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Invisible and invasive: Radon threatens Hoosiers at home

Date Published: 01/13/2020 [Source]

There's a one in three chance that radon levels are dangerously high in any Hoosier home, and there's no way to know without testing.

"The only way you know is to test," Kallie Sinkus, senior manager of the American Lung Association's environmental health team, said. "You can't see it. You can't smell it. Long term, it can give you lung cancer. It's a decaying gas."

Radon is the second leading cause of lung cancer in the United States, causing more than 20,000 lung cancer deaths annually, according to the Environmental Protection Agency.

Radon is produced by the natural breakdown of uranium in soil, rock and water and is in the air. It enters homes through cracks and crevices and becomes trapped.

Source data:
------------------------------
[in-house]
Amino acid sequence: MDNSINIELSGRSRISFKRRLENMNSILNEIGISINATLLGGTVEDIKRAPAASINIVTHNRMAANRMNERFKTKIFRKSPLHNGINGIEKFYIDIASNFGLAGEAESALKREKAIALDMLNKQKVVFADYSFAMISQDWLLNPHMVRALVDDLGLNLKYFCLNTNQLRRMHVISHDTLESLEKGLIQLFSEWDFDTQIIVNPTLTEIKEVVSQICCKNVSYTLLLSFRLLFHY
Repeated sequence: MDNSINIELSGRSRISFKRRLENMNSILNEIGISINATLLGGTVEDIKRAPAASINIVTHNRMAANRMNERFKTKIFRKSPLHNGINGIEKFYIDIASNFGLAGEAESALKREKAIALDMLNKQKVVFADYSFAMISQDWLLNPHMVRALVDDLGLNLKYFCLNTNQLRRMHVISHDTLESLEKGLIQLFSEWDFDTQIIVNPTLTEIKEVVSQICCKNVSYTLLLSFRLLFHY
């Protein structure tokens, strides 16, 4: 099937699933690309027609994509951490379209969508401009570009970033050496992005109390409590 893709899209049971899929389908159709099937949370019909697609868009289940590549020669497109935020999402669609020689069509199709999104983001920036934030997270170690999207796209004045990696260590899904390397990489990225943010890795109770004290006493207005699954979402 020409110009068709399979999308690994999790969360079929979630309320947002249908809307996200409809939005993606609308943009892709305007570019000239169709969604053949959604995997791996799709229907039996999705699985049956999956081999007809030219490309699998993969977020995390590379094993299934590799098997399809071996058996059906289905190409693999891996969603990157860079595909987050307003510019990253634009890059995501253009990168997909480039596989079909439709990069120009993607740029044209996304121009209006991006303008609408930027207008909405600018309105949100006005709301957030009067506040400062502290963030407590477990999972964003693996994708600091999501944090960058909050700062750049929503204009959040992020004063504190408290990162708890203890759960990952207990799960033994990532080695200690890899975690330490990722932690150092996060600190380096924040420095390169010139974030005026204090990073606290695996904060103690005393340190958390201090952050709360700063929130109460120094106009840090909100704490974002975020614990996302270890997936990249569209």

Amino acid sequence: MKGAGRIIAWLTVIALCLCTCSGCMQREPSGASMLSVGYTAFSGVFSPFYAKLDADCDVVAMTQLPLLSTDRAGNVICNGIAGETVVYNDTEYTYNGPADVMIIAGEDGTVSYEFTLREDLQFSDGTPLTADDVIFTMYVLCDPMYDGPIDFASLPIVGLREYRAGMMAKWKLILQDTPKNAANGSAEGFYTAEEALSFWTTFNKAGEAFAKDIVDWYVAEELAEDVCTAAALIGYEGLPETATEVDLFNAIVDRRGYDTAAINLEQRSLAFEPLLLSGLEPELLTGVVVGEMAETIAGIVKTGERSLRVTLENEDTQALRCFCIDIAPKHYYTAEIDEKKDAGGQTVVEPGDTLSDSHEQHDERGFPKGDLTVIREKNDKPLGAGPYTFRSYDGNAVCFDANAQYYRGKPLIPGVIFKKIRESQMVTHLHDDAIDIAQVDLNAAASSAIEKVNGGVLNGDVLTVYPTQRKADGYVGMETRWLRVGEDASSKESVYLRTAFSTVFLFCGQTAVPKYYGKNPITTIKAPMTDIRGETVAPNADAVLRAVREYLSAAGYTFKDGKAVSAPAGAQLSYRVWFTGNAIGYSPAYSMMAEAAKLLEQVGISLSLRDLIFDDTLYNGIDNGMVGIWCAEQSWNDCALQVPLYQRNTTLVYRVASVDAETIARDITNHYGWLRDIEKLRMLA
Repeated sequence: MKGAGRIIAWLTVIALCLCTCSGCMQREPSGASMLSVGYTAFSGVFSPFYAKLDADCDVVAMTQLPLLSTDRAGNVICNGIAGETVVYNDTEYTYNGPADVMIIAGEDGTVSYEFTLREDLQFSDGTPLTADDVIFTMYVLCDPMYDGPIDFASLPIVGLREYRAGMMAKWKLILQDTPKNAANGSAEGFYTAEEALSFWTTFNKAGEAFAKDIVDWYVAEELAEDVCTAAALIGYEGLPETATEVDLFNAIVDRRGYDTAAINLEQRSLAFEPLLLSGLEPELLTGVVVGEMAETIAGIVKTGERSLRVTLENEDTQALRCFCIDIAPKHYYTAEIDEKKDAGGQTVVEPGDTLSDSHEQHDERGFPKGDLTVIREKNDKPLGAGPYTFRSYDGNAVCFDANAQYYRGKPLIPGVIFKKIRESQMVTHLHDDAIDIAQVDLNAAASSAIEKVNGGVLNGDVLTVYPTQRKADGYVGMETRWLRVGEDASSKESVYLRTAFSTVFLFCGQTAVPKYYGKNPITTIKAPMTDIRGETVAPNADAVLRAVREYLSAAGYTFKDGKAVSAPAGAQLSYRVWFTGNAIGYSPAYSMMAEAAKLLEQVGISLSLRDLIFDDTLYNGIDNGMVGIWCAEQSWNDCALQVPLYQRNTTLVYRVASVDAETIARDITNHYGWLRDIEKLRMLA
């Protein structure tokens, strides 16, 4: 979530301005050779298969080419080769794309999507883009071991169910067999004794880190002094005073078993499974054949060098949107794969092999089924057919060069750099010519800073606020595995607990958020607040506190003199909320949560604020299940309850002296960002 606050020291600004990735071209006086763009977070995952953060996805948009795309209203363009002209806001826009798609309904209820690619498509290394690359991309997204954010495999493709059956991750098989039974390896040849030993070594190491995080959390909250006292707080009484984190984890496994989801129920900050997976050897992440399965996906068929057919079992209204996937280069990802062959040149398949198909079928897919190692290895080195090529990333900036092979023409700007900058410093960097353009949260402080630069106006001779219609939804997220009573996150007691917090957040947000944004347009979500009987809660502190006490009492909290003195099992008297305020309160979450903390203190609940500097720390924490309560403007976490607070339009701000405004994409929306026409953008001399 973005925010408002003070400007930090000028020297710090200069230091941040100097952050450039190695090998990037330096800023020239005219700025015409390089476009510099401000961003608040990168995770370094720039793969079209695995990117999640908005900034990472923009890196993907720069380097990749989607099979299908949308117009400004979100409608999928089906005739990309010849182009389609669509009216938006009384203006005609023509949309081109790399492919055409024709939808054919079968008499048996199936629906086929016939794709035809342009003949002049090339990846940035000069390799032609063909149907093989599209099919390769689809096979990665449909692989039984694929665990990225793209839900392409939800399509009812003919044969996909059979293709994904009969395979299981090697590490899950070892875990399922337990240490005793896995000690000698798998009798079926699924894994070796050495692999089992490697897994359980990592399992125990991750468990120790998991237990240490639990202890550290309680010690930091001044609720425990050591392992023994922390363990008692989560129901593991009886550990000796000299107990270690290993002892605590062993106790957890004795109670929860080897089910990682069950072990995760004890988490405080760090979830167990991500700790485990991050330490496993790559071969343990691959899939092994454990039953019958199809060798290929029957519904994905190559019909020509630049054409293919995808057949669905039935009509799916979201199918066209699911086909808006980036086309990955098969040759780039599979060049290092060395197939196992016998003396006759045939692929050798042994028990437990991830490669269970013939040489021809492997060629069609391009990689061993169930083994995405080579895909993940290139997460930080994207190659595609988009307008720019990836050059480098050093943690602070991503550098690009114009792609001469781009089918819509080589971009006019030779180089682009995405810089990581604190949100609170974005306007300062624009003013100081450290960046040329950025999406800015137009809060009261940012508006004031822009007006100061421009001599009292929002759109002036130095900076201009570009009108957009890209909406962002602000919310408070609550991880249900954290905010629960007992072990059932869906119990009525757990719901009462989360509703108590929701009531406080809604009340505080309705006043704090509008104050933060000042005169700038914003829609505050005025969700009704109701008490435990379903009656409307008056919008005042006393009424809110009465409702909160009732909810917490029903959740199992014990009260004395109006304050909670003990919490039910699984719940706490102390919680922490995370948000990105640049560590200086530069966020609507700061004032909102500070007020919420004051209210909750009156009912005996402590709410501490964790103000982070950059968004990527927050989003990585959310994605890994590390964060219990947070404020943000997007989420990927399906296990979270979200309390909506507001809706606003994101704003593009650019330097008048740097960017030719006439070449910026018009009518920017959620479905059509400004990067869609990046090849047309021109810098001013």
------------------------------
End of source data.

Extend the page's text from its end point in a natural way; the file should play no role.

"It's like a vacuum pressure," Sinkus said. "The pressure differential pulls the gas up through the ground."

Most people don't think uranium rock is under their home, Sinkus said. But Indiana falls into the EPA's Zone 1, which has the highest threat for dangerous levels of radon in homes and commercial buildings.

Radon is measured in picocuries per liter, PL, and Zone 1 carries the highest potential for buildings to test at 4-10 PL.

Hoosier homes have a one in three chance of 4 PL or greater, which is the level at which authorities suggest homeowners get a mitigation system, Sinkus said, adding that every level carries some risk.

Mitigation systems should be installed only by licensed professionals and typically range in price from about $800 to $1,200, Sinkus said.